Lab teams up with lawmaker to improve safety of Oklahoma’s medical cannabis

In October of last year, medical cannabis patients were alerted about the presence of THC-O-acetate by the Oklahoma Medical Marijuana Authority (OMMA). Now, laboratory professionals are hard at work trying to find a legislative solution.

Since THC-O-acetate is not considered to be a medical cannabis product and is not included in testing regulations just yet, registered patients are being warned of the potentially hazardous side effects of consuming it, such as vomiting, speech issues and seizures.

In an effort to curb health risks and regulatory failures, cannabis testers are prompting lawmakers to approve a six-month study that will enlighten market players on best practices and standard operating procedures.

The team’s primary aim is to pinpoint certain unregulated cannabis compounds that laboratory testers shouldn’t be allowed to pass.

Additionally, Genesis Testing Labs workers are striving to promote consistency across Oklahoma’s licensed labs.

“Our main proposition is to identify those contaminants, and then on the second phase to come up with means, standardized operating procedures, that anybody can use and all use the same materials to generate the same results,” said the medical lab director of Genesis Testing Labs, James Rhudy.

The news comes just as lawmakers begin pondering over bills in the 2022 session.

Cannabis testing in Oklahoma: What will it entail?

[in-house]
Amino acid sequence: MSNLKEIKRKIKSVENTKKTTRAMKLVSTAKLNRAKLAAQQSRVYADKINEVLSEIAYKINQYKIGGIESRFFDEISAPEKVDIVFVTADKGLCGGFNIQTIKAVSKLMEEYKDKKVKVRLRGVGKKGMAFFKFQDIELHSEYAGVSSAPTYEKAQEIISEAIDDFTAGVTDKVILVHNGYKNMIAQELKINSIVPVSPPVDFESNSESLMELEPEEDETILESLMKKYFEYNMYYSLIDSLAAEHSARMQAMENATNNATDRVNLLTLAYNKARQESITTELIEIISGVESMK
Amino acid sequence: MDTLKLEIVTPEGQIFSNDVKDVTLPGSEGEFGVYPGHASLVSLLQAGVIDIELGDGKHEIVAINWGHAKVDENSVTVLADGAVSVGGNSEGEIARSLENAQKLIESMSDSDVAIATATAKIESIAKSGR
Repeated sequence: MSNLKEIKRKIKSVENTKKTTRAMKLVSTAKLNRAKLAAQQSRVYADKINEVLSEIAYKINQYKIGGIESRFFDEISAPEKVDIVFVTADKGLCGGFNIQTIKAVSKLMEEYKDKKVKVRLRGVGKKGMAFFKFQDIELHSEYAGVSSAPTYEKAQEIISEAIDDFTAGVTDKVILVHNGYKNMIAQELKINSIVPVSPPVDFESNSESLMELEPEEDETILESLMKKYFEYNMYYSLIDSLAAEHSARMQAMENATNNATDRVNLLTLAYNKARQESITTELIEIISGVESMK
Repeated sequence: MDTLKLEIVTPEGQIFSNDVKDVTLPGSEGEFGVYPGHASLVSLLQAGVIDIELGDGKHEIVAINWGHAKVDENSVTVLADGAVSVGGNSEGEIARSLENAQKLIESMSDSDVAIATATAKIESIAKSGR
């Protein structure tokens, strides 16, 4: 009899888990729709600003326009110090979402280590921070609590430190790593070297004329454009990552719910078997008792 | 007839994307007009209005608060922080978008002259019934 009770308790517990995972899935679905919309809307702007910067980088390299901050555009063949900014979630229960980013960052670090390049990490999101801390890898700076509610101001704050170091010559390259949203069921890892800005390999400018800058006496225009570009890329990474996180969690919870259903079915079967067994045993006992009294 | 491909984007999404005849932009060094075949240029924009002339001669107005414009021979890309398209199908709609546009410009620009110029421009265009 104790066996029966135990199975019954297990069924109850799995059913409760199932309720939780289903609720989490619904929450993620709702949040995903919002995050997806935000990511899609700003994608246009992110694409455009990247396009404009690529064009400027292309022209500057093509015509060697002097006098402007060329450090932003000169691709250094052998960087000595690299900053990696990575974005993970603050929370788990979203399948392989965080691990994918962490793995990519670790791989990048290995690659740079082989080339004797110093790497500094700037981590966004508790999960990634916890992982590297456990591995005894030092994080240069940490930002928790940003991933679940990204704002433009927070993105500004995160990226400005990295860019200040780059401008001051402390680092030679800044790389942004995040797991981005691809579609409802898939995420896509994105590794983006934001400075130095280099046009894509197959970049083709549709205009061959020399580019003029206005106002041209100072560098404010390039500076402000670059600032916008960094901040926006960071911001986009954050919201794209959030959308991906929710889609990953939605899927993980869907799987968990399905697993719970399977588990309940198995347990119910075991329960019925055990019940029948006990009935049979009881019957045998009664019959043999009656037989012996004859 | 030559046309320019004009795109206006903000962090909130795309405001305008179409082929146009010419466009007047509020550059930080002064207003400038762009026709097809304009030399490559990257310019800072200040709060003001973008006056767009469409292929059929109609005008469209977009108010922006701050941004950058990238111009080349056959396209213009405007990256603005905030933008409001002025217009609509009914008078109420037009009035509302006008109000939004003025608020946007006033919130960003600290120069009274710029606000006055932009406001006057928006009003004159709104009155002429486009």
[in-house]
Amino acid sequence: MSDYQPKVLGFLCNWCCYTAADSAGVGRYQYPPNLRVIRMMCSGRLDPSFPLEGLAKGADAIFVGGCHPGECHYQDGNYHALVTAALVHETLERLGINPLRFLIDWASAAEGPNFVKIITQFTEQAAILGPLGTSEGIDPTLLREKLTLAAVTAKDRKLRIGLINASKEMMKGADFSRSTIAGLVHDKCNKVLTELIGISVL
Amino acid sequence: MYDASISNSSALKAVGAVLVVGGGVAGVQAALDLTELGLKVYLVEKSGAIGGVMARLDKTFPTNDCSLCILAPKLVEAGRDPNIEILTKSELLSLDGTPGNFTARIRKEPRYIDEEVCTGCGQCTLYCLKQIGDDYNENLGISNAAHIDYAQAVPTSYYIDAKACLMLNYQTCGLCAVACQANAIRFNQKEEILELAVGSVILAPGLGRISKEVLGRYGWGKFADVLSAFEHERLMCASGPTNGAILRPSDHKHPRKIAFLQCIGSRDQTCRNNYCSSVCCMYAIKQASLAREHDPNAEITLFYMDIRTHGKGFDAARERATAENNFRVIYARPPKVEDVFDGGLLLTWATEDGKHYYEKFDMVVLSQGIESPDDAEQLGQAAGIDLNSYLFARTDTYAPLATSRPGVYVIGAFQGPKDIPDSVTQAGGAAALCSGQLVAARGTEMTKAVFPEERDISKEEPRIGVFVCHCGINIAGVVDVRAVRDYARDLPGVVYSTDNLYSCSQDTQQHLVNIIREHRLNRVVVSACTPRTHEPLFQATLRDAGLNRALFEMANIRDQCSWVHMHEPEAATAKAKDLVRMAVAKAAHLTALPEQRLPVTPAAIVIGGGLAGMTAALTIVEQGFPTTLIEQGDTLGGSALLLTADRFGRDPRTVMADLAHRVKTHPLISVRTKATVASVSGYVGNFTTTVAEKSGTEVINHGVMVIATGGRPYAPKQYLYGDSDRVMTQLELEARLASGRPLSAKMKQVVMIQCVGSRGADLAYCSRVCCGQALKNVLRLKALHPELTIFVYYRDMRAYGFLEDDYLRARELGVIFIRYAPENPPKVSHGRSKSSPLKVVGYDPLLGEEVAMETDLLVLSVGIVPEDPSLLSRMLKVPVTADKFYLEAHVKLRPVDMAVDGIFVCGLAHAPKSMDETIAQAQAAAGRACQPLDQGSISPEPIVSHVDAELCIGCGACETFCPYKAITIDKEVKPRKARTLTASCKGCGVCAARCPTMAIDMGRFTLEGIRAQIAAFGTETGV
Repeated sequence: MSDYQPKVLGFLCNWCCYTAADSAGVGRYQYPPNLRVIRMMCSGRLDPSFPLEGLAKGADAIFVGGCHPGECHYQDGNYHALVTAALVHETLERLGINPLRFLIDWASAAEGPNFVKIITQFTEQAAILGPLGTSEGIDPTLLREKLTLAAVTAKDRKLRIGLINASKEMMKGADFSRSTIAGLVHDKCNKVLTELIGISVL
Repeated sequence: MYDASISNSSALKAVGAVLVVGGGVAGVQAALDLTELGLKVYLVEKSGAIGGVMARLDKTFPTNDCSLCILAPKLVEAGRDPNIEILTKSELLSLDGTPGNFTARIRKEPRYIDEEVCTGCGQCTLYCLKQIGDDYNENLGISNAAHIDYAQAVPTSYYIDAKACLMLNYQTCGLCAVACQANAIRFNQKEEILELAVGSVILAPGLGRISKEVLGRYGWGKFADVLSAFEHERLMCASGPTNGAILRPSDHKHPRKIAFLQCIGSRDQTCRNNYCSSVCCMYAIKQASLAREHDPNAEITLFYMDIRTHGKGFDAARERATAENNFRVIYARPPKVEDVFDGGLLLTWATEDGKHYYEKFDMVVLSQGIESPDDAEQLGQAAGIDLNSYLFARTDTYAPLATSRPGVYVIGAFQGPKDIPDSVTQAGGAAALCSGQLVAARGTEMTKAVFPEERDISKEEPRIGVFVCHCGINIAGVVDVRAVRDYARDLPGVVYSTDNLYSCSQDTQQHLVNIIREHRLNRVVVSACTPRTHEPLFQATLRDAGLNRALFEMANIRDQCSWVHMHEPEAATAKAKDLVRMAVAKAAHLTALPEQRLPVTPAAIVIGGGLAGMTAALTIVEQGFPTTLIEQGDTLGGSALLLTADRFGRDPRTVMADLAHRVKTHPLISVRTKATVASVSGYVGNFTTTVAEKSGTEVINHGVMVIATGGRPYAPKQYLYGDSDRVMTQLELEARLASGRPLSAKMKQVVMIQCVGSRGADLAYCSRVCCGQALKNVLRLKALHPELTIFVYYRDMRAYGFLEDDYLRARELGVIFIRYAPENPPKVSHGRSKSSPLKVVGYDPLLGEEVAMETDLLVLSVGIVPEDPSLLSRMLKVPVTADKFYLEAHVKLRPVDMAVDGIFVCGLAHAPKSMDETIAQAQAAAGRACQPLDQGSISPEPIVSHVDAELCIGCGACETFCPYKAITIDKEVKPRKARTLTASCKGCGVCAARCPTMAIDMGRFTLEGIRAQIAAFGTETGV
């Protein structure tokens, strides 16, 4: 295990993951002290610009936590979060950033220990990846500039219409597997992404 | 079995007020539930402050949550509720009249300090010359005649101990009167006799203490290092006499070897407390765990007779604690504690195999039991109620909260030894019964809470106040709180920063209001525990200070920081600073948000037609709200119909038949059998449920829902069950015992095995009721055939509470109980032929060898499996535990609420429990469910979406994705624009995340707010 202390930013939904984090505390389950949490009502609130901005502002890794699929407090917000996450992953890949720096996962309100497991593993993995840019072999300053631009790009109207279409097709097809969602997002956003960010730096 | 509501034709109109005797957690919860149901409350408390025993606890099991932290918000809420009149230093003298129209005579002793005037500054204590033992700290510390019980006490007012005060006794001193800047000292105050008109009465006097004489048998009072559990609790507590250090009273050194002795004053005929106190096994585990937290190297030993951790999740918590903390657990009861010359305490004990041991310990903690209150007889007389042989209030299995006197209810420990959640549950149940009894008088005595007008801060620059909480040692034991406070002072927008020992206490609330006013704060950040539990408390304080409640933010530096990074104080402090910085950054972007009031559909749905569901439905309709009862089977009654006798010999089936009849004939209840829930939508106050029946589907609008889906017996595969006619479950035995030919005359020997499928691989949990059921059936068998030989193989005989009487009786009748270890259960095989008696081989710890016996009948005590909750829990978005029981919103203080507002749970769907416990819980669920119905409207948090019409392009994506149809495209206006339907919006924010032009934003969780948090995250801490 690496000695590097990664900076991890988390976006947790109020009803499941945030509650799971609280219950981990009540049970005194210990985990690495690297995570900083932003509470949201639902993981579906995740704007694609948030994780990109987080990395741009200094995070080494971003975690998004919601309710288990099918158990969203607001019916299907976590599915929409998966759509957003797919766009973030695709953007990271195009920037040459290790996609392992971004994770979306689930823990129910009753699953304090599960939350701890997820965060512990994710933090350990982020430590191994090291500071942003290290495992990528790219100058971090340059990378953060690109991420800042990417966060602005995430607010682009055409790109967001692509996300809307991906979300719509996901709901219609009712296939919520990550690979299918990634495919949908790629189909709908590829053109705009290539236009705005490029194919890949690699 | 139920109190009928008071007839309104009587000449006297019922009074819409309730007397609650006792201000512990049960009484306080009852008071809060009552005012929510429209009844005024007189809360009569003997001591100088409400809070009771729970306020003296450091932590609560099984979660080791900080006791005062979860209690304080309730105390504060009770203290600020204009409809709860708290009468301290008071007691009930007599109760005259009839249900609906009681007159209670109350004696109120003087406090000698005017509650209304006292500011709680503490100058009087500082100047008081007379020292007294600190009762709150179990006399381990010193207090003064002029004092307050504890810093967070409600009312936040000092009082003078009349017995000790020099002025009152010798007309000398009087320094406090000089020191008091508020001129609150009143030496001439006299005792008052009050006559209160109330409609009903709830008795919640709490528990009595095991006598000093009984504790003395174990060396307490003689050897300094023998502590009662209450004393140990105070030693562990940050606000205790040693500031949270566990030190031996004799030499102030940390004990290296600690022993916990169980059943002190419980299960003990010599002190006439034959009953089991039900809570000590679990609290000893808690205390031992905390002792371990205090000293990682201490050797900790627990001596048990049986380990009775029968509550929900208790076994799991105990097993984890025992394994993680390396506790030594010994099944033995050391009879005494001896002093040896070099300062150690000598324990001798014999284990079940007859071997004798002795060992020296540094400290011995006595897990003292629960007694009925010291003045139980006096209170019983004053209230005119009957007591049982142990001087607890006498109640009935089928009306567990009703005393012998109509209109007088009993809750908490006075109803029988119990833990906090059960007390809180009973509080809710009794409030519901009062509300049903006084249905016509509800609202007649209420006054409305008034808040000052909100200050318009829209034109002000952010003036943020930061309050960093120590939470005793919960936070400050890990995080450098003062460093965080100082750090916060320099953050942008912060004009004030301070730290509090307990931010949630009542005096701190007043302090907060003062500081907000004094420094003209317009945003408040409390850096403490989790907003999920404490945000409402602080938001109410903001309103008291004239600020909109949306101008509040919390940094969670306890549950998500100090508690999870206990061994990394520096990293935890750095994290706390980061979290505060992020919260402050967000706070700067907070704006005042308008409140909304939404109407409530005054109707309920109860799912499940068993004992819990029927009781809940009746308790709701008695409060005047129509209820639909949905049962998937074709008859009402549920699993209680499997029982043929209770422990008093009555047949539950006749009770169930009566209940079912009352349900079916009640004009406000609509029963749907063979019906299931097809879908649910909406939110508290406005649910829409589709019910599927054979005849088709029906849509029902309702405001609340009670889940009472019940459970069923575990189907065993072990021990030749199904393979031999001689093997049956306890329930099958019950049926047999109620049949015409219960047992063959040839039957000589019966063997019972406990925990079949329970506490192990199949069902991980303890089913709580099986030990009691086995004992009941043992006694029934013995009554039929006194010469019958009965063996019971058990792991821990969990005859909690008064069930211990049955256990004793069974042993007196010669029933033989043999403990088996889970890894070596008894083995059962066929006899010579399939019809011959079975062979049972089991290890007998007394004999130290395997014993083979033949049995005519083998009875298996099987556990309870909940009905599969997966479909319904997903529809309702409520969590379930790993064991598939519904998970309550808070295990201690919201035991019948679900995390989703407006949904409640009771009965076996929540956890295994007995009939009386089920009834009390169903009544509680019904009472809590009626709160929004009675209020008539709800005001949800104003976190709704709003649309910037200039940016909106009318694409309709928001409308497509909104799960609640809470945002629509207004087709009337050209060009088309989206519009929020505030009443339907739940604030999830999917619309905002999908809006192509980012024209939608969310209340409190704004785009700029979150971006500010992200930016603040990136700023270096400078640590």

Genesis Testing Labs’ cannabis testing study request was put under the noses of lawmakers during a recent interim House study.

The event was hosted by Rep. Kevin McDugle from Broken Arrow an Oklahoma city where the company is hoping to launch another facility.

According to the vice president for Genesis Testing Labs, Joseph Lantz, McDugle wants the proposals to undergo deliberation in the Oklahoma Legislature. 

“At the end of the day, it’s incumbent upon us to make sure that a passing (certificate of analysis) is really passing,” said Lantz, whose team envision better consistency for lab-tested cannabis products if a second proposal is approved. 

Should this happen, the team intends on assisting other laboratories in brushing up on their knowledge of best practices and standard operating procedures, so as to ensure that tainted samples do not pass testing.

One of the greatest challenges of being a cannabis lab is our customers don’t believe in us because all the other labs have different numbers because we’re not standardized,” explained Rhudy.

Cannabis testing in Oklahoma: Growers drown out producers

Due to the ever evolving regulations surrounding medical cannabis in Oklahoma, staying abreast of the latest testing rules can be a tricky task. Plus, since there is a lack of laboratories, many growers and producers are limited in terms of where they can test their products for contaminants. 

Nonetheless, Genesis Testing Labs President Tony Brixey says that growers are funneling heaps of money into different laboratories that are capable of delivering “better” results to increase the value of their harvests.

Lee Rhoades, director of lab oversight for the OMMA and Genesis attributes potency test result fluctuations to THC analogues compounds with similar chemical structures.

Rhoades emphasized the fact that the legislation must extend beyond THC analogues and potency to “anything that might be detected that might be detrimental to a patient’s health.”

Patients who “are sick to begin with and finding relief” must be safeguarded from “something harmful they don’t know,” he concludes.